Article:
The “Peace of Sudan” forum, held during the World Council of Churches International Affairs and Advocacy Week in New York, Nov. 11-15, elucidated a hopeful peace amid the decades of violence in the war torn nation.
"I do believe that the Sudan is positively heading towards a peace which is not likely to be reversed," said Dr Francis Deng, director of the Centre for Displacement Studies, Paul H. Nitze School of Advanced International Studies, Johns Hopkins University, USA. "Significant progress is being made and we are heading in the right direction," he said.
Deng, who claimed that the “vision for a peaceful Sudan is not based on blind expectations,” said the underlying conflict, is one of national identity.
"The underlying element of the conflict is a crisis of national identity which stems from geographic, religious, and cultural differences, " Deng said. Those differences divided the predominantly Arab and Muslim north from the predominantly African and Christian south - a process that began during the British colonial period and accelerated in the post-colonial period. Over time, he added, the differences grew more intense and more stratified.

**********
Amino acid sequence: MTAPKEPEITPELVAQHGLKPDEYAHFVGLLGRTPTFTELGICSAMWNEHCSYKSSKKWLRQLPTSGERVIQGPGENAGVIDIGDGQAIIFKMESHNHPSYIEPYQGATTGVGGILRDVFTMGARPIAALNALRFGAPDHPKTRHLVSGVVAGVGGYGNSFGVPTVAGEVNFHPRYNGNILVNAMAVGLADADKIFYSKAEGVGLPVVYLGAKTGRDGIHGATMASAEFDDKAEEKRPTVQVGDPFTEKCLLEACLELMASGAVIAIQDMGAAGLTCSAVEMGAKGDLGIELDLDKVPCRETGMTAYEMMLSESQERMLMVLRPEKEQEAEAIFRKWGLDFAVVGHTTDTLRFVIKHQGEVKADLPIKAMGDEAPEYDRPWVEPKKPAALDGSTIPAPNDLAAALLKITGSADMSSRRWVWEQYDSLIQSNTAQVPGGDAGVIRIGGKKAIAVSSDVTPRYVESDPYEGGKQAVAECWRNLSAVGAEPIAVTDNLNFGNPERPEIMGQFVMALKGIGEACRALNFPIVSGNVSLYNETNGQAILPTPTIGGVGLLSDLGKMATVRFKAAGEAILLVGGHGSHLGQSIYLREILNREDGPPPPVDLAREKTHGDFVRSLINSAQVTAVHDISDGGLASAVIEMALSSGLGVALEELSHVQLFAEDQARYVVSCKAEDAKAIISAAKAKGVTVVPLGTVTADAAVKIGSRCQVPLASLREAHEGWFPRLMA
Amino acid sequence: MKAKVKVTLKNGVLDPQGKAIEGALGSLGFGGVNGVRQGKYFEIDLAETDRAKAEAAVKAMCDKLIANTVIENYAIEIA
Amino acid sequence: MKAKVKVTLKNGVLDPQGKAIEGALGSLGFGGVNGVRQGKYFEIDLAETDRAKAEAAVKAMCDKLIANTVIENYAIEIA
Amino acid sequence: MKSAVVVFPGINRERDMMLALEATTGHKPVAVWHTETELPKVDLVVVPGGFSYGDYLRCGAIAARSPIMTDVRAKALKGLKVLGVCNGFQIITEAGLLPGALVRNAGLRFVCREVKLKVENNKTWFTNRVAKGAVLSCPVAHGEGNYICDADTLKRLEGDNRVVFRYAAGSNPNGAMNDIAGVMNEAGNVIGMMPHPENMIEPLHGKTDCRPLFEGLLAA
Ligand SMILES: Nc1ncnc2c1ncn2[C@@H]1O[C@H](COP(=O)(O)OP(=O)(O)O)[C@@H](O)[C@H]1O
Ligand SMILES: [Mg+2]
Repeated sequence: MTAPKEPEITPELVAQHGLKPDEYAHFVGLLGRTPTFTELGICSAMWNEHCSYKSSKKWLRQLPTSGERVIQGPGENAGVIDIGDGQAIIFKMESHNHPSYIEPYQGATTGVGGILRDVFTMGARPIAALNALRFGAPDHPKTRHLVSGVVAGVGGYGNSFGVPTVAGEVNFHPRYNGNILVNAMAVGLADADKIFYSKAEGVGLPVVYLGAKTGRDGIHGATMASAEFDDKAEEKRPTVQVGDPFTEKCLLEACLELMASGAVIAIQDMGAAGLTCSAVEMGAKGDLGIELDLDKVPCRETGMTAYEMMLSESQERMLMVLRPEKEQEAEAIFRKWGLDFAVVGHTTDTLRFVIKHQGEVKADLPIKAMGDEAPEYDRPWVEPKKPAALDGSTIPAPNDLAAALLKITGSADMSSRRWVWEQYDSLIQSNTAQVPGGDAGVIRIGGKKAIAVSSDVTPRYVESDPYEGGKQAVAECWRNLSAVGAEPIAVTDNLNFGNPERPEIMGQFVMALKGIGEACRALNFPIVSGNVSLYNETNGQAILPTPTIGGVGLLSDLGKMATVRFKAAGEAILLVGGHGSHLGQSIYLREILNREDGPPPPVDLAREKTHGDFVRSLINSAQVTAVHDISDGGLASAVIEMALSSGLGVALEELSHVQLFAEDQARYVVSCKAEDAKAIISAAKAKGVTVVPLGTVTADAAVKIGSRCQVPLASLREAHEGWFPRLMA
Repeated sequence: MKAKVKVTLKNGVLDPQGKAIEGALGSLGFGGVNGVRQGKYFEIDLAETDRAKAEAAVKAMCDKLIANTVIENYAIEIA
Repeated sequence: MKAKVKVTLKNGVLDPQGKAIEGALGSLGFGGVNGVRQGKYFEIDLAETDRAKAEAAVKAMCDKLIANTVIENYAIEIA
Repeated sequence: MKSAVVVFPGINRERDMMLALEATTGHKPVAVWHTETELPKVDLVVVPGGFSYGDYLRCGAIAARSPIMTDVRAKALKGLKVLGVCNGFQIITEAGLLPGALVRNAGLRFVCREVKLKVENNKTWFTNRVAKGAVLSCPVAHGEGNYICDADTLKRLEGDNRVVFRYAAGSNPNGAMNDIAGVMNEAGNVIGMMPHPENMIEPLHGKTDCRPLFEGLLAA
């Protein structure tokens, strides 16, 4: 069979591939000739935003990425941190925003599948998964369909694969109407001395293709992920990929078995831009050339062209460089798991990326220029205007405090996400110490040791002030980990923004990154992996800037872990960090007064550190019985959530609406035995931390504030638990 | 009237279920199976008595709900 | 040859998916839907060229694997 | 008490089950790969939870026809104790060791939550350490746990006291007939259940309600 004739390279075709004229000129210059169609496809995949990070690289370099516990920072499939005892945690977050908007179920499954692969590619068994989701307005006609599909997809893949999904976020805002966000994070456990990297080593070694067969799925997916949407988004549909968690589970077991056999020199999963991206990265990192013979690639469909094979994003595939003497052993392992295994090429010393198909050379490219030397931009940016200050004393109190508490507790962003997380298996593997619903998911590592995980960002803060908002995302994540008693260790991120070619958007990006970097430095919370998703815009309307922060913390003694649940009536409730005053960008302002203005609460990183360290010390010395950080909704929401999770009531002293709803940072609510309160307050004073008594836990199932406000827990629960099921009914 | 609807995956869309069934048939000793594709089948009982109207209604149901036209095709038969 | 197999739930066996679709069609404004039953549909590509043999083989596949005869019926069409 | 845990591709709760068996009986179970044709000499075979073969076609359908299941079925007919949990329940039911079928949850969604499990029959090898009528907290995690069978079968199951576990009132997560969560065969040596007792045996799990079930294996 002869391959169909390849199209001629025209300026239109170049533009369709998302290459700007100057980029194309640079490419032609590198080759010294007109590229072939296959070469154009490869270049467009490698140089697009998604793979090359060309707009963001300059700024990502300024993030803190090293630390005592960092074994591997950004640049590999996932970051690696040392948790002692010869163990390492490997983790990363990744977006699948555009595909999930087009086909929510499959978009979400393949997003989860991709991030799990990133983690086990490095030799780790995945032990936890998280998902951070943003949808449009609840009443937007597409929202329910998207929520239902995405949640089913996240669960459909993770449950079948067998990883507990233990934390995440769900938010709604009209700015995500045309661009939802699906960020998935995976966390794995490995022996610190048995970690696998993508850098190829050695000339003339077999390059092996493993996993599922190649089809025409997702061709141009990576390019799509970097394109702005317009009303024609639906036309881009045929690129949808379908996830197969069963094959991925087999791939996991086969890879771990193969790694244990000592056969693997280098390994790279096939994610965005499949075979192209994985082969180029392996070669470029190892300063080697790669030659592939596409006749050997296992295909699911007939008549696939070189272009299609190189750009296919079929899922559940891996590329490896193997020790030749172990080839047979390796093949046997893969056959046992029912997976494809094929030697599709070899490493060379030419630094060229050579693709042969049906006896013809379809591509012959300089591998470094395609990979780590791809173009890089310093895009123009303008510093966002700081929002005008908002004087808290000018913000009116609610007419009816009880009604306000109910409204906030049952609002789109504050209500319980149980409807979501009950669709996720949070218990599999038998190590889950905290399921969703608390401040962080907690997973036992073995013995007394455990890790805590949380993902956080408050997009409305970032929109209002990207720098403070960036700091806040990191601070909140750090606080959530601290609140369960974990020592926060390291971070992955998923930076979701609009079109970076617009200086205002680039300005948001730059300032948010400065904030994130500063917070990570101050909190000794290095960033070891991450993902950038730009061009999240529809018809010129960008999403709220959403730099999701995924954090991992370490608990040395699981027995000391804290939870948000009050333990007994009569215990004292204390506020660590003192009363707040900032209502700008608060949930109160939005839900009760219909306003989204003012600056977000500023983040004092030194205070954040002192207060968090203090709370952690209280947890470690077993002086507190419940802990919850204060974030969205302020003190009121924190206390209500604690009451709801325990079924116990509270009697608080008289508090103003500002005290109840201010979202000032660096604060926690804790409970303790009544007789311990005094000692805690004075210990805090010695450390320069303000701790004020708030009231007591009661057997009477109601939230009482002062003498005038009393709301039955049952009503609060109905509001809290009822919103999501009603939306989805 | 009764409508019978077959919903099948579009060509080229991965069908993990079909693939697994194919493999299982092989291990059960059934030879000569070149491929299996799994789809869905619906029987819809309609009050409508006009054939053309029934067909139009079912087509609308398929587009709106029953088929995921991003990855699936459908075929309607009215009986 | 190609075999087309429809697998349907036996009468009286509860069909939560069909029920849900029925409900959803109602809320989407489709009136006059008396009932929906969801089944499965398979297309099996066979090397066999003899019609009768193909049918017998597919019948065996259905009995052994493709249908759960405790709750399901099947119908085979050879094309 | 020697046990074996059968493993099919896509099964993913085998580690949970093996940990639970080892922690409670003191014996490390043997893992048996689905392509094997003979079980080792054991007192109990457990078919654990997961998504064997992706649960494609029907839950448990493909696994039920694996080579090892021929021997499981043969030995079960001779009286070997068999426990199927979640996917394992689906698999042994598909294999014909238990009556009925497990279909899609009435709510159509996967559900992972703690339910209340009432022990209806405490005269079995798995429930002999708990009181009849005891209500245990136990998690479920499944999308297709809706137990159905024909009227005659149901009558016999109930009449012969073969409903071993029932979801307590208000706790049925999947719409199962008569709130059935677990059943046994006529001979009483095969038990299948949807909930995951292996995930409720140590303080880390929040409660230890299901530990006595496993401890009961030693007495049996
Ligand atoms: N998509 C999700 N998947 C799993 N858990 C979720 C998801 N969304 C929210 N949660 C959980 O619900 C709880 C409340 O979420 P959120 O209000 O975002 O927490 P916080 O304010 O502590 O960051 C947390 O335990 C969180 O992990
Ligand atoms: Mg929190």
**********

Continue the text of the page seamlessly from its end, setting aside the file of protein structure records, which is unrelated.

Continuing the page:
"The British helped entrench the dualism of the north and south, and that duality continued in the post-colonial period, when government leaders in the north sought to unify the country through assimilation," Deng said.
Although the Sudan was not initially divided along religious lines, northern leaders hoping to consolidate their own power after independence "realized that they could not appeal to divisions based on ethnicity or race, so they intensified the divisions along religious lines".
With scant attention from most of the world, violence and conflict escalated until an end of hostilities was brokered in the early 1970s. Yet despite a relatively peaceful respite following the Addis Ababa Agreement in 1972, "the agreement did not solve the problem of national identity," Deng reported. At the time, government leaders in the north assumed that the south had been pacified, but resistance there continued to grow, and fighting resumed in the early 1980s.
The growing resistance movements of the 1980s "were not seeking to break away, but rather to bring about a new redefinition of the Sudan where everyone - especially in the south - could participate in the life of the nation" Deng said. For nearly a decade during the 1990s, peace efforts stalled, violence and human rights abuses increased, and the fierce religious divisions of the nation worsened.
Only when African neighbors began to get involved in the 1990s did northern leaders get serious about brokering a new peace agreement, Deng said. "During the same period, the US seemed to ignore Sudan, as if the problems weren’t important to their strategic interests," he added. "That posture began to change after the attacks on 11 September, 2001 and the subsequent US declaration of war against global terror."